Several years ago, Kevin Pedretti, Business Development & Product Marketing manager at Scott Equipment Company, was trying to solve a geometry problem related to feeding food waste feedstocks into the company’s THOR Turbo Separators. “I was looking for a better way to move organics from Point A to Point B on the inbound to our separators, and started digging around,” recalls Pedretti. “Trucks need to unload on grade, and then have something to dump into, like a sealed receiving bin. I saw use of below grade stationary Walking Floors at transfer stations and thought that could be a possible solution. I connected with KEITH Manufacturing, which specializes in all kinds of Walking Floor conveyors, and learned that it was working with the City of Tacoma, Washington on a pilot project to codigest food waste at its wastewater treatment plant.”
Kevin Desjardins, Stationary Sales Engineer at KEITH, explains that the City of Tacoma was bringing in clean grocery store waste that was loaded onto its stationary floor, which “walked” the food waste to a macerator at the other end. “We had sold a stationary floor in 2011 to the Fremont (MI) food waste digester to meter material to a macerator,” says Desjardins. “Then, at trade shows and elsewhere, we were getting inquiries about using our stationary floor for food waste applications. It is just a conveying system but has the advantage of the KEITH Walking Floor reciprocating slat system. One-third of the slats move under the load, and the other two-thirds remain stationary. This enables good flowability — material that is moving on the floor slats will drag the material that is in between the floor slats as it moves.”
While the City of Tacoma did not go forward with an installation at that time, Pedretti and Desjardins decided to collaborate on putting projects together. The opportunity presented itself with the Vanguard Renewables’ ORF in Agawam. “Kevin put it all together,” notes Desjardins. “Our floor serves as a storage receiving bin for the materials that are unloaded onto it. The floor itself has a variable speed so that material can be synchronized with the downstream components, in this case the Turbo Separator. The speed is determined by how many tons/hour the downstream components can process as well as the volume in the receiving bin at that time. The lower the pile height, the faster it can move; the higher the pile depth, the floor moves at a slower speed.”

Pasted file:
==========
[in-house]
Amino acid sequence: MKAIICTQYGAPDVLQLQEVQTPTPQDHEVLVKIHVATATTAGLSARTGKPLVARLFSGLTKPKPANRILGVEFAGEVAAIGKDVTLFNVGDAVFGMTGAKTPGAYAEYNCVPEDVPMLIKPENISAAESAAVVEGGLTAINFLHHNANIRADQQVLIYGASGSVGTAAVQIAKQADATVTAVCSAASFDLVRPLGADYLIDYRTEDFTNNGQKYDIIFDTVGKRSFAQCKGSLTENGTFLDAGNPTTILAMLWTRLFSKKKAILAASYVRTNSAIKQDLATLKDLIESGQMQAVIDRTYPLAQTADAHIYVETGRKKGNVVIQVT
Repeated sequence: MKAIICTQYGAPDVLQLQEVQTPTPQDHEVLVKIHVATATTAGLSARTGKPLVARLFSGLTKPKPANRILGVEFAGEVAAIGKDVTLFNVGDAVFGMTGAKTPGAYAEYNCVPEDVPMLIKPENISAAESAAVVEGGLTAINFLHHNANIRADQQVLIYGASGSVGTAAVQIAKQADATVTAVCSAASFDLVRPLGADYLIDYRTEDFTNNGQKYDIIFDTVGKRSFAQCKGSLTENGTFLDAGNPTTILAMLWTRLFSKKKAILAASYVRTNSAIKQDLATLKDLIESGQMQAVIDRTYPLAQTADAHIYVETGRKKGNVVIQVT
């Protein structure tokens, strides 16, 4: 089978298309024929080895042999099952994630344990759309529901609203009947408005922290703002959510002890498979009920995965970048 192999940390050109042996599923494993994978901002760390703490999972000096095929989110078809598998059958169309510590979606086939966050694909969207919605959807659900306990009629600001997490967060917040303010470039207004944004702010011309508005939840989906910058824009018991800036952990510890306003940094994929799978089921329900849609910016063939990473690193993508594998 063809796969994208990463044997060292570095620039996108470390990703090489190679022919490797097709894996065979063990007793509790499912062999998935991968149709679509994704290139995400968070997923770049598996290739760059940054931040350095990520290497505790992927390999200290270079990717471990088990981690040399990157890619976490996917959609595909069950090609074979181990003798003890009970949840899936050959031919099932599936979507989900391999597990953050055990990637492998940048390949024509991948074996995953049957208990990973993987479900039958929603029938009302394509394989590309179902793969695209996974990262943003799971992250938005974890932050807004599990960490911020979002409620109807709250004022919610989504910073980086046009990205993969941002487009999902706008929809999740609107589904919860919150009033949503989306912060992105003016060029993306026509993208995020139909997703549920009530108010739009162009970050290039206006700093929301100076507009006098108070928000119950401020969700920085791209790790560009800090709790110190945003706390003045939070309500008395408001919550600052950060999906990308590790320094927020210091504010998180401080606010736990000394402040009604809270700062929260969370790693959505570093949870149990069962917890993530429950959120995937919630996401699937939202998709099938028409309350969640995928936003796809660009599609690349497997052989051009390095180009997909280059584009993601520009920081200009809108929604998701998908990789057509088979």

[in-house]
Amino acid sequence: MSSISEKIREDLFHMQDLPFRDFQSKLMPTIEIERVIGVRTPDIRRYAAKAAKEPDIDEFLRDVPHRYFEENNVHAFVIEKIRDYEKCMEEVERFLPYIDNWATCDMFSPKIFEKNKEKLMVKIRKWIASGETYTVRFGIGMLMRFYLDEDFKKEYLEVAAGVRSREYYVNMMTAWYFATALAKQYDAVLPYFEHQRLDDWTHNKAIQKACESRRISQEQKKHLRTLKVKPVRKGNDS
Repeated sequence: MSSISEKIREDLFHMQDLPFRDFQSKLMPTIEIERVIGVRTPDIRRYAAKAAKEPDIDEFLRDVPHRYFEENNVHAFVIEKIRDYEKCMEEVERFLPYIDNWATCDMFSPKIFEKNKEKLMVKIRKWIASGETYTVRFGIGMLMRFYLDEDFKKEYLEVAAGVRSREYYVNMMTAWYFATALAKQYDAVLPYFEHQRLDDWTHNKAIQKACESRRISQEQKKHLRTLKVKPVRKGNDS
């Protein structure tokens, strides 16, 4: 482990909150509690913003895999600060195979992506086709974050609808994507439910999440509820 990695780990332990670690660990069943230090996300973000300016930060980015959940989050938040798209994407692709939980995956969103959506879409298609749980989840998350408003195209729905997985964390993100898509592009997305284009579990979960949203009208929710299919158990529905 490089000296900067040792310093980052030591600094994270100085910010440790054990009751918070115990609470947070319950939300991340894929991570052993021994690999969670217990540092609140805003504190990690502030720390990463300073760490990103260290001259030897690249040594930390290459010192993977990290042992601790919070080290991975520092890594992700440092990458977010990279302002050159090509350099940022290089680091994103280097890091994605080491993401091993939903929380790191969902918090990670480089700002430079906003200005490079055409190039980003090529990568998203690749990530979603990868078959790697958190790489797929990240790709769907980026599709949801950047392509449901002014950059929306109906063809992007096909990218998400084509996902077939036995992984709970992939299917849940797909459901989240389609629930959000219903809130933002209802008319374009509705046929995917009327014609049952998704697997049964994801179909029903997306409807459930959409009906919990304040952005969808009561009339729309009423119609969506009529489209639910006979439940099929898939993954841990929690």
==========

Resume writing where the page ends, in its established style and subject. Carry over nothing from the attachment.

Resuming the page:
The KEITH receiving bin has a solid pan under the floor slats. The bottom of the walls are welded to the pan so that the interior space on the floor contains the material’s free flowing liquid and organics. At the Vanguard ORF, the KEITH Walking Floor bin — 40-feet long by 10-feet wide with 10-feet tall walls — is 4-feet below grade in a concrete formed space that slopes gently to the Scott Mega THOR infeed hopper. “This way, if a load of milk or liquids goes in, it will flow to the discharge end,” explains Pedretti. “There is a sealed plate where the truck dumps so all matter of organics end up on the receiving bin. And there is a kicker plate at the discharge, so liquids do not circle back underneath the Walking Floor system.”
The twin-screw hopper receives the surge of material from the Walking Floor bin and meters it into the THOR depackaging system. An integrated sensor above the hopper signals the Walking Floor conveyor to regulate the volume. The Mega THOR, with a 1-inch thick 316 stainless steel shell has 52 swing hammers that help separate organics from the packaging, adds Pedretti. “The organics pass through punch plate screens that line the bottom of the THOR. They are then diluted with collected liquids from the twin screw hopper and other recycled bulk beverages, then pumped to storage tanks. We can theoretically process >30 tons/hour of material, however the normal mix of usual products is typically from 12 tons/hour (bakery/cookies) to 20 tons/hour (canned foods, vegetables, etc.). So on a 12 to 16 hour processing day, you could achieve rates of 250 tons/day of feedstocks.”
The waste packaging is discharged at the end of the THOR into a short inclined screw conveyor, then drops onto an inclined belt conveyor that deposits the fairly dry mixed packaging into a compactor. The facility is trying to recycle as much of the liquids as possible to minimize the amount of potable water needed to process feedstocks. “We can use a high liquid, low solid feedstock, like pallets of diet soda, to process a load of caramel candies,” explains Hanselman. He anticipates the ORF will have about a 6% reject rate by volume of materials that can’t be recycled.
Vanguard Renewables installed a series of tanks in order to calibrate the “strength” of the slurries being taken to the digesters. “We can actually ‘grade’ the feedstocks so we know their energy content and value, e.g., low, medium and high, and then balance out a tank load for a digester,” he adds.